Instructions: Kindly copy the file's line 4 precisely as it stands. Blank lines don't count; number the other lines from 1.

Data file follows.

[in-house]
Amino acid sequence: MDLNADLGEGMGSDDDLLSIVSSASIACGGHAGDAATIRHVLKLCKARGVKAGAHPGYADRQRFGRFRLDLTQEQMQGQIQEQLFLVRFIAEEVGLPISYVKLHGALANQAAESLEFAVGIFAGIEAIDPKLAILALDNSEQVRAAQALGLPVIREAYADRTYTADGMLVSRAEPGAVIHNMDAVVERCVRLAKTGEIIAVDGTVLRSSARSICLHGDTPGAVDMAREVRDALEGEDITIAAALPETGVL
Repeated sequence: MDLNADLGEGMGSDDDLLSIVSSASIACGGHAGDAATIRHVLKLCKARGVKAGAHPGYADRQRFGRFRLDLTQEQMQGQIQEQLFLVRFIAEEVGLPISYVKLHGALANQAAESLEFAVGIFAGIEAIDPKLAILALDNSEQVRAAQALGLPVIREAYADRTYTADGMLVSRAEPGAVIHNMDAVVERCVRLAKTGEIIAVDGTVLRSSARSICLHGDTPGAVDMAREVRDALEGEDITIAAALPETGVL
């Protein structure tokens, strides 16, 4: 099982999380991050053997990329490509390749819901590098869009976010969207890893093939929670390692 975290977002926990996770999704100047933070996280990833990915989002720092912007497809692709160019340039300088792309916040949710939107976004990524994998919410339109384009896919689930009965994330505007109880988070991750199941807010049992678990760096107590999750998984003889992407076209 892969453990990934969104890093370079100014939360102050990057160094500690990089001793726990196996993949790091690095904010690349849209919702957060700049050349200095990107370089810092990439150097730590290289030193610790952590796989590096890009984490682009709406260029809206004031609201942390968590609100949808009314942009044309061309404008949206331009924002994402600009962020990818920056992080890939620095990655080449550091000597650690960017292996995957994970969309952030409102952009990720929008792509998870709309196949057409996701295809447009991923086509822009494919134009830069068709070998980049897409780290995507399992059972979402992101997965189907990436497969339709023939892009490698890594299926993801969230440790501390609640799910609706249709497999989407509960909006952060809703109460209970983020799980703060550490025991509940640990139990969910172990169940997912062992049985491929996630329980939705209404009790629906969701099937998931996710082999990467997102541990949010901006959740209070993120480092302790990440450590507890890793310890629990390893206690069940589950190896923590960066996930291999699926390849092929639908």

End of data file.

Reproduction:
């Protein structure tokens, strides 16, 4: 099982999380991050053997990329490509390749819901590098869009976010969207890893093939929670390692 975290977002926990996770999704100047933070996280990833990915989002720092912007497809692709160019340039300088792309916040949710939107976004990524994998919410339109384009896919689930009965994330505007109880988070991750199941807010049992678990760096107590999750998984003889992407076209 892969453990990934969104890093370079100014939360102050990057160094500690990089001793726990196996993949790091690095904010690349849209919702957060700049050349200095990107370089810092990439150097730590290289030193610790952590796989590096890009984490682009709406260029809206004031609201942390968590609100949808009314942009044309061309404008949206331009924002994402600009962020990818920056992080890939620095990655080449550091000597650690960017292996995957994970969309952030409102952009990720929008792509998870709309196949057409996701295809447009991923086509822009494919134009830069068709070998980049897409780290995507399992059972979402992101997965189907990436497969339709023939892009490698890594299926993801969230440790501390609640799910609706249709497999989407509960909006952060809703109460209970983020799980703060550490025991509940640990139990969910172990169940997912062992049985491929996630329980939705209404009790629906969701099937998931996710082999990467997102541990949010901006959740209070993120480092302790990440450590507890890793310890629990390893206690069940589950190896923590960066996930291999699926390849092929639908």